For more information, please visit www.icompute-uk.com or

Download on the App Store

Article in the Westmorland Gazette about iCompute

 

iCompute in the news

Click above to go to the website or read the article in full below

 

 

 

 

 

 

 

 

 

 

 

 

 

 

 

 

 

 

 

 

 

 

 

 

 

 

Computing scheme is up for an award

A SCHEME which has helped teachers across the world cope with a shift in the national curriculum is up for a prestigious award.

Designed by Liane O’Kane, a computer scientist and teacher at Lindale CE Primary School, iCompute provides step-by-step lesson plans and all the materials schools needs to teach ICT creatively and with confidence from Year One to Year Six.

It launched six months ago and has been taken on by schools across the UK and in many international schools, as far afield as the Middle East, Asia and North America.

And now the product has been shortlisted as a finalist in the BETT Awards 2015 in the ‘Primary Digital Content’ and ‘Best Whole Course Subject Curriculum Resource’ categories.

“We are thrilled to have been shortlisted for two, much coveted, Bett Awards, which are considered to be the highest accolade in the industry,” said Ms O’Kane, a computer science graduate from Newcastle University who has also worked as a software engineer for blue-chip companies.

“We knew that teaching computing as part of the National Curriculum would prove a challenge for many schools because the vast majority of primary teachers have never been trained to teach it.

“So we developed iCompute specifically to support teachers who are not specialists in computing. We’re delighted it has resulted in schools feeling more confident about teaching computing in creative, engaging and challenging ways.

“We’re proud that, as finalists in two categories, our expertise and innovation in computing teaching and learning has been recognised. Thank you to all the teachers and pupils who provided valuable feedback, which helped us achieve this.”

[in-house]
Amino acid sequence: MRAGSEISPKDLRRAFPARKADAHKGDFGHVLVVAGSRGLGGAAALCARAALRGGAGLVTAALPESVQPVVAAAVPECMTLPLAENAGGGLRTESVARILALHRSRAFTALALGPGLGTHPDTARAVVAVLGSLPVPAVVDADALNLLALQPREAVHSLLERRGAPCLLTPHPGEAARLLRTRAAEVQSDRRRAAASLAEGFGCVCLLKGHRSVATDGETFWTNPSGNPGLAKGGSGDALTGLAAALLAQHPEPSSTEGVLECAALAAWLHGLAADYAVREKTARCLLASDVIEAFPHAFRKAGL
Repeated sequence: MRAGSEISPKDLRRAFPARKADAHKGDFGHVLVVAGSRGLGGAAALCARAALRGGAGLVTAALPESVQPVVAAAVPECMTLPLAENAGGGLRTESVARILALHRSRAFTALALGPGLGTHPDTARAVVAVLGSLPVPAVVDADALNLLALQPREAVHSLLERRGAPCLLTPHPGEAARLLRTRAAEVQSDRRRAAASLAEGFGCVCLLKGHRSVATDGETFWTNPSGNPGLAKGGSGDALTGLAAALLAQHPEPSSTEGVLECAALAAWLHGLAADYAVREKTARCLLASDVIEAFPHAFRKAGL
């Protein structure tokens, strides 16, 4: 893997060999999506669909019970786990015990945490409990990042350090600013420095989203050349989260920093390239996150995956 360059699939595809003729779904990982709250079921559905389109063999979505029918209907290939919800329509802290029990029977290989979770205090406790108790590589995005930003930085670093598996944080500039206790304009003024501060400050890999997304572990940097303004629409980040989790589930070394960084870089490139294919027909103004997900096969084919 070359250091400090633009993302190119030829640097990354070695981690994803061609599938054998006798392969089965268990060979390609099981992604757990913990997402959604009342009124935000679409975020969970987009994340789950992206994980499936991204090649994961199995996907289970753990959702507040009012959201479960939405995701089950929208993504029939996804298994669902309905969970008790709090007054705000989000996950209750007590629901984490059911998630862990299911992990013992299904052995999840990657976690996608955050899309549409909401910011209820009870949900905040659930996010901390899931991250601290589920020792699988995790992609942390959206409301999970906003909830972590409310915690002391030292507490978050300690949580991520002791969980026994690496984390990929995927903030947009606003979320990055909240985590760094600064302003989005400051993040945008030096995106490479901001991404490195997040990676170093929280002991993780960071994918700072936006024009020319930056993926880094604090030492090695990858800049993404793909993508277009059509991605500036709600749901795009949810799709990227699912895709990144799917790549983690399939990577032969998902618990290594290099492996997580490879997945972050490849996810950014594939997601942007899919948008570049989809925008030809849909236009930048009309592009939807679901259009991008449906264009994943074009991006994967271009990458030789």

Moving away from the previous ICT curriculum, which focused primarily on children’s ability to use technology, the new curriculum is designed to equip children with the knowledge, skills and understanding of computing that they will require throughout their lives.

The winners will be announced at the annual dinner, hosted by comedian Josh Widdecombe, at The Brewery in London on January 21.

For more information visit www.icompute-uk.com.

iCompute Finalist in two Bett Awards 2015

iCompute shortlisted for two BETT 2015 Awards

iCompute celebrate

iCompute finalists for two BETT Awards – 2015

iCompute, the digital computing scheme of work for primary schools, is proud to announce being shortlisted for the ‘Primary Digital Content’ and ‘Best Whole Course Subject Curriculum Resource’ BETT Awards 2015 for its whole-school and iPad computing scheme of work.

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Guide to the Primary Computing Curriculum – Why I hate the term ‘code’

Primary Computing

Computing in Primary Schools

The primary computing curriculum became statutory in September 2014 and across the country teachers and schools are having a meltdown.  Here’s a new subject teachers have never been trained to teach and they have to teach children from the age of 5 how to ‘code’.